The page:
Sulphur Compounds

These are white and brown and are in garlic, onions, leeks, ginger, white cabbage, mushrooms and parsnips. These phytonutrients support the liver, heart and circulation.


The problem with Free Radicals

Free radicals are unstable molecules that steal electrons from healthy cells to stabilise themselves. They can cause damage to cell walls and cell structures and the DNA within cells.

Pollution, radiation, smoking, too much alcohol and processed foods all cause free radicals. Even too much exercise will cause free radicals.

Free radicals can cause premature ageing and chronic disease such as cardiovascular, inflammatory diseases, and cancer.

So what do we do about them?

Upping the antioxidants

An antioxidant is a substance that reduces damage caused by free radicals. Some antioxidants are made by the body and others come from fruits, vegetables, herbs and teas. 

These nutrients play a role in antioxidant defence, vitamins A, C, and E, beta-carotene, zinc, selenium and Co-enzyme Q10.

The benefits of antioxidant foods that I mentioned earlier are that they protect against degenerative diseases like arthritis and heart disease.

Some powerful antioxidants

Coenzyme Q10 (CoQ10)

CoQ10 is an enzyme that helps with energy production in body cells. It protects the cells from damage. It is produced by the body and comes from the diet.

The Benefits of CoQ10 include:

Enhanced immune system

Reduced rick of atherosclerosis

Improved energy

Useful for heart problems such as coronary artery disease, high blood pressure and angina

C0Q10 production decreases with age and statin drugs decreases body production.

Good sources of CoQ10 include spinach, broccoli, avocado, parsley, cauliflower, oranges, strawberries, apples, sesame seeds, pistachios, walnuts, sweet potatoes, oily fish and egg yolk.

Sometimes where there is a deficiency, you can take a CoQ10 supplement.

Matcha

Matcha is powdered green tea leaves which you dissolve into hot water to make tea. It has the same benefits as green tea but is more concentrated because the whole leaf is ingested not just the brewed water.

It is a powerful antioxidant that reduces cellular damage and ageing.

It also assists with liver detoxification, boots energy levels, is rich in chlorophyll and increases metabolism to assist in fat burning.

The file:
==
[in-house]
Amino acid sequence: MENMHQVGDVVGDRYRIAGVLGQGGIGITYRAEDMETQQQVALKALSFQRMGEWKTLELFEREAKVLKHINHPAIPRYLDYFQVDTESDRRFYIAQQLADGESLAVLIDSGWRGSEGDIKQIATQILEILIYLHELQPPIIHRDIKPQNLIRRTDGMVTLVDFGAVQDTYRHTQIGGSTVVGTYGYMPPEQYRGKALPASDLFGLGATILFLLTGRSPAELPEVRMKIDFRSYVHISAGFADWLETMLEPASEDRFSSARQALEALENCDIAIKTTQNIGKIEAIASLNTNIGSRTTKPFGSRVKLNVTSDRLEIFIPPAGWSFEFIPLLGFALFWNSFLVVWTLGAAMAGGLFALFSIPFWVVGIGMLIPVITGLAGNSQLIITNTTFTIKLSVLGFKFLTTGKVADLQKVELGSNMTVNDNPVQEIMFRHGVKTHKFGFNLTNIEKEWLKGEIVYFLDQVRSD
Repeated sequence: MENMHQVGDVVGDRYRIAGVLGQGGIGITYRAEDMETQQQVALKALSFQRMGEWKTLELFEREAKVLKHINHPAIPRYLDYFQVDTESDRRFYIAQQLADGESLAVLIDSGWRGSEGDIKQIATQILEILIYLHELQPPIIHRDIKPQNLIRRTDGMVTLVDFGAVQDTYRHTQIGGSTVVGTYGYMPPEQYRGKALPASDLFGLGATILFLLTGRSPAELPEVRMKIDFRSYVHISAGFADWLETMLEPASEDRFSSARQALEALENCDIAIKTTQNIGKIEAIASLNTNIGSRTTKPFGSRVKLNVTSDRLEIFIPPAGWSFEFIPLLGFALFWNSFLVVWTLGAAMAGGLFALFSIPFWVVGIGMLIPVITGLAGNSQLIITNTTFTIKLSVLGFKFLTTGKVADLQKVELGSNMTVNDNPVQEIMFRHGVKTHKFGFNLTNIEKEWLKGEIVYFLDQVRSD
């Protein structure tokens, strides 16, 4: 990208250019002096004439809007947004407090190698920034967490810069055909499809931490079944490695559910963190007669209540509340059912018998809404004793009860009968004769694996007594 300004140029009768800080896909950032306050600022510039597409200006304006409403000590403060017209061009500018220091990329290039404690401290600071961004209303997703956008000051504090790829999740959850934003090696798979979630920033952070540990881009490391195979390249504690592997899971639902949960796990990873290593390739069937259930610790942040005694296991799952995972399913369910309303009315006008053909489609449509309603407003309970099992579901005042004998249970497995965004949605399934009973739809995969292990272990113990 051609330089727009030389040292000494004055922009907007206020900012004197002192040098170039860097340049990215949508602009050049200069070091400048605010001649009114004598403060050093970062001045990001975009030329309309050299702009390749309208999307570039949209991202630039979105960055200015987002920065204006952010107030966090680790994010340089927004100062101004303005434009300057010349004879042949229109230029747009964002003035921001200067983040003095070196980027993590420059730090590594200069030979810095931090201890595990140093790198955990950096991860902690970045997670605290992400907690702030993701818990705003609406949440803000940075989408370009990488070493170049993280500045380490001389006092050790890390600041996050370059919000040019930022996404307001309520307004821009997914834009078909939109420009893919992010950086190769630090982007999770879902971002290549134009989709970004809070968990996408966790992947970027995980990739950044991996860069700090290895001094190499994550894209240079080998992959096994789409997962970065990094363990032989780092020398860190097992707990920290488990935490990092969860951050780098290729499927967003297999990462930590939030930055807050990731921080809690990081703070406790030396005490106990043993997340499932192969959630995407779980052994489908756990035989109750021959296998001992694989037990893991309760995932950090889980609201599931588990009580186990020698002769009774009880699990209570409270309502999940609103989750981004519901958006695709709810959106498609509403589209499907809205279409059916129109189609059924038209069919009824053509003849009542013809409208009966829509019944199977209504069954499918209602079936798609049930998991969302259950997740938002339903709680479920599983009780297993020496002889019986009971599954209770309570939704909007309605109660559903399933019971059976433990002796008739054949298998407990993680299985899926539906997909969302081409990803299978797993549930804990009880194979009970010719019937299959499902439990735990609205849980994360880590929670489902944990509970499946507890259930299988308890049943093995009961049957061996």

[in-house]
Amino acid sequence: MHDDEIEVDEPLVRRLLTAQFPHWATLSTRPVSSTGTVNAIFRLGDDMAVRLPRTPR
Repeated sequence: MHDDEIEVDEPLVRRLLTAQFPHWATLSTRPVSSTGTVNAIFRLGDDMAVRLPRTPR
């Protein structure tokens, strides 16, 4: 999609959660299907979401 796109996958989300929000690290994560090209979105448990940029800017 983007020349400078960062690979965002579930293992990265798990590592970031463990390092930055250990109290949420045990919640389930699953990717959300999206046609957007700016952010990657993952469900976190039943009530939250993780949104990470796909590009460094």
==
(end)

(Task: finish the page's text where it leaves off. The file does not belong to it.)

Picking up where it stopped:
Coconut oil

Coconut oil contains fatty acids with anti-fungal and antimicrobial effects. It also contains medium- chained fatty acids (MCFAs) which have been linked to memory improvement, promoting fat burning and reducing inflammation.

This wonderful oil also:

Moisturises the hair and skin, it can be used as a moisturizer and is great for removing makeup.

Speeds up healing of wounds.

Helps with dermatitis.

Turmeric

Turmeric contains plant compounds – curcuminoids that have a powerful antioxidant activity.

Reduces inflammation in the body.

Promotes liver detoxification

Keeps cells healthy by protecting against free radicals.

Reishi Mushrooms

Reishi mushrooms are considered to be  “mushrooms of immortality”. They are highly supportive of skin health and protect against UV-induced damage to the skin cells. They also increase longevity, boost immune function and are anti-inflammatory

Juicing

Vegetable juices are a great way of getting lots of nutrients and minerals into your body and straight to the cells. They are also easy to digest, so perfect for people who have digestive issues. Ideally, you want to consume them as soon as they are juiced.

Organic skin care products

I have to be honest I use rather harsh products on my skin as I had acne in the past, and I have never had the best of skin. However, I always encourage women to use natural products where they can. 

I make my own body scrub which is sea salt mixed with almond oil and and rosemary oil which is good for the circulation.

Salt scrub recipe

1 cup of dead sea salt

1/4 cup of carrier oil, you can use almond oil or coconut oil 

20 drops of an essential oil of your choice. I use rosemary as it’s good for the circulation.

I love working with women 40 plus who want to improve their energy levels, mental and physical health and feel fabulous from the inside out. If you have any questions or want to find out how to work with me then please get in touch.

Published by daniatrapani

I believe in teaching, educating and making people aware of their health, diet and lifestyle choices. I encourage my clients to understand the importance of a healthy diet as well as a balanced lifestyle in order to achieve optimum results. Each of my clients is treated as an individual and I combine a mixture of nutrition and naturopathy to create a tailored health programme.

Thoughts or questions? Let me know...